Curricular

Recently, one of the words in the title of an article in Academic Medicine really caught my eye: “Socrates Was Not a Pimp:  Changing the Paradigm of Questioning” by Dr. Amanda Kost and Dr. Frederick M. Chen. (Kost & Chen, 2015) Of course, the word that caught my eye was “Socrates,” he of sitting with students under an olive tree … Continue reading

The need to provide supervised learning within the clinical setting has always been regarded as essential to the development of future physicians. Indeed, early versions of medical education consisted entirely of what could only be termed apprenticeships under the direction of a fully- qualified physician who was engaged by the student as the tutor, mentor and assessor. It was largely … Continue reading

Medical school accreditation has been described, with some justification, as the colonoscopy of medical education. The parallels are rather striking: Both require a long and distinctly uncomfortable period of preparation. Both require a public exposure of personal features most would prefer to keep modestly hidden. Both can get messy. Both carry high potential for embarrassment. In both cases, the procedure … Continue reading

Contributing Authors: Laura Bosco, Class of 2017 Co-President Michael Baxter, Class of 2017 Co-President Jonathan Krett, Aesculapian Society President The Aesculapian Society (AS), the medical student society at Queen’s, administers a number of awards throughout the course of an academic year. One of our most treasured awards is for some influential educators in our preclerkship curriculum: the AS Lectureship Awards. … Continue reading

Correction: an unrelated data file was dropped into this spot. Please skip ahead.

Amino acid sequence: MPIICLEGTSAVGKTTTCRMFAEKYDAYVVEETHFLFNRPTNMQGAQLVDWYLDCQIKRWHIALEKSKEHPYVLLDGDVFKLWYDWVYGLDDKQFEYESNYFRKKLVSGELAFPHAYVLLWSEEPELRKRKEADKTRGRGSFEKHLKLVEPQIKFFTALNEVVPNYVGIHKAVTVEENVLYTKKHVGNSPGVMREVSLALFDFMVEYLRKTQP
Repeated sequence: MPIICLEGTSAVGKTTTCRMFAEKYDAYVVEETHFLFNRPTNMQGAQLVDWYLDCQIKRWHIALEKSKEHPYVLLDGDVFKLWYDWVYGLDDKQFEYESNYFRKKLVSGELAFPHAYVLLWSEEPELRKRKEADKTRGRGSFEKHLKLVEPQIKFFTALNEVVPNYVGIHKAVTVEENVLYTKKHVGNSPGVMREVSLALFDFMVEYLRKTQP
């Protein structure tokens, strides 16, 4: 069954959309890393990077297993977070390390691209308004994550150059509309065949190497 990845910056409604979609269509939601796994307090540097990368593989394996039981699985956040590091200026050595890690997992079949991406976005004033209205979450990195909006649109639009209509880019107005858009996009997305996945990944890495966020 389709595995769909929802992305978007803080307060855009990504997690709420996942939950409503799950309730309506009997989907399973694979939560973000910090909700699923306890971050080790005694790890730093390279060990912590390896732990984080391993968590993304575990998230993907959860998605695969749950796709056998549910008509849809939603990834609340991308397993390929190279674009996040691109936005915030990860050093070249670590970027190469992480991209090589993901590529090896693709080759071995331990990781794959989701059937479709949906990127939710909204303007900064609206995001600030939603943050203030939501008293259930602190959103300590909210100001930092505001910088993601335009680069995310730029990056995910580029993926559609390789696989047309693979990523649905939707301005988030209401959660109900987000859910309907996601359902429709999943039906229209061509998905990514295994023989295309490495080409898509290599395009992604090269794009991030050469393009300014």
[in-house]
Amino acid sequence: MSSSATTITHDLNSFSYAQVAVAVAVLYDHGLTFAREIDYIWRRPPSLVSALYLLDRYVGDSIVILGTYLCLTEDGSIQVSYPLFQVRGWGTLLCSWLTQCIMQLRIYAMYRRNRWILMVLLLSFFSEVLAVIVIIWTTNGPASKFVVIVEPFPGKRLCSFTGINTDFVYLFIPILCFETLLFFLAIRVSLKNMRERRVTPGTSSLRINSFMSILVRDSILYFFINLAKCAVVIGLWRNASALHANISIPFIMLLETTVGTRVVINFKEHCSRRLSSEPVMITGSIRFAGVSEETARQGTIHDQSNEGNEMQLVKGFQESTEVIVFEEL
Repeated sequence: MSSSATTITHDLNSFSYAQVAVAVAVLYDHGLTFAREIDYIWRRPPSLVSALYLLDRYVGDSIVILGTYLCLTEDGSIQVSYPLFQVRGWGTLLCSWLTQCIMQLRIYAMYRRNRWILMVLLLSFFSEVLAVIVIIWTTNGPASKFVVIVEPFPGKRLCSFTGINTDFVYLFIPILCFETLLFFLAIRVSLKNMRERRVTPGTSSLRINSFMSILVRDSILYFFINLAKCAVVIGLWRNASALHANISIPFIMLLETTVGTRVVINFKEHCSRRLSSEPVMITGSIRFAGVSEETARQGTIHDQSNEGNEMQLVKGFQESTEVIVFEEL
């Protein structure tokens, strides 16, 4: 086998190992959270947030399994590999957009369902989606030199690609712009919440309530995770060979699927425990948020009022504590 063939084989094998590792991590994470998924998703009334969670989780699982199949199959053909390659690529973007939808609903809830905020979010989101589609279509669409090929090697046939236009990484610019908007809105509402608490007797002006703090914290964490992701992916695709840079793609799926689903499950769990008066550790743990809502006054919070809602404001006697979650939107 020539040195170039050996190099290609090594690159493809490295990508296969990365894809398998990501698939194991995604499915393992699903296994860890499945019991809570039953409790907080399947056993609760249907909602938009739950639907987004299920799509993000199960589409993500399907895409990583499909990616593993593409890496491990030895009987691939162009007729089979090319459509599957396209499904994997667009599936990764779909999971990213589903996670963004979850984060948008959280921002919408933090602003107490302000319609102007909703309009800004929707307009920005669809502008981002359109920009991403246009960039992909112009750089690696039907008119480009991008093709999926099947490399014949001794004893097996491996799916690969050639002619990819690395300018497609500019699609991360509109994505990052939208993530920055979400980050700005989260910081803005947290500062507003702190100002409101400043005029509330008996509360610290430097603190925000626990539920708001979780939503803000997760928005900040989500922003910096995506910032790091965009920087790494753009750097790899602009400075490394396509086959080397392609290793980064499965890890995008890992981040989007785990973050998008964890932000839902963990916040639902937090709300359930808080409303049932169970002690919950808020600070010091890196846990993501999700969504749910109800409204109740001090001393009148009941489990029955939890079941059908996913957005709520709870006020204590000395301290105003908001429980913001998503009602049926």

Inspiration is one of those things we all intuitively understand, but defies clear definition. The best I’ve come across is “stimulation or arousal of the mind to special or unusual activity or creativity”. Sounds a little too clinical. Perhaps better capturing the spirit of inspiration are a couple of quotes from fairly famous folks who have more than a passing … Continue reading

This week, the class of Meds 2017 begins their Clinical Clerkship. This is a highly significant milestone in their medical education, representing not only the half-way point, but also a transition from a program dominated by knowledge and skills acquisition carried out in classrooms and simulation settings, to “real life” learning in a variety of clinical placements and elective experiences. … Continue reading

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By Dr. Heather Murray and Dr. Melanie Walker Scholar Competency Team Queen’s School of Medicine is proud to host the 4th Annual Medical Student Research Showcase on September 22, 2015. This event offers opportunities for medical students engaged in extra-curricular research activities to showcase their work in posters displayed in the School of Medicine Building. These posters will be displayed … Continue reading

More student directed learning About a month ago, we published the first installment in a series of articles we’ll be providing over this academic year featuring student directed learning that’s occurring in our school. We heard at that time of Alyssa Louis’ exploration of aerospace medicine. This week, I’ve asked Meds ’16 student Riaz Karmali to report on behalf of … Continue reading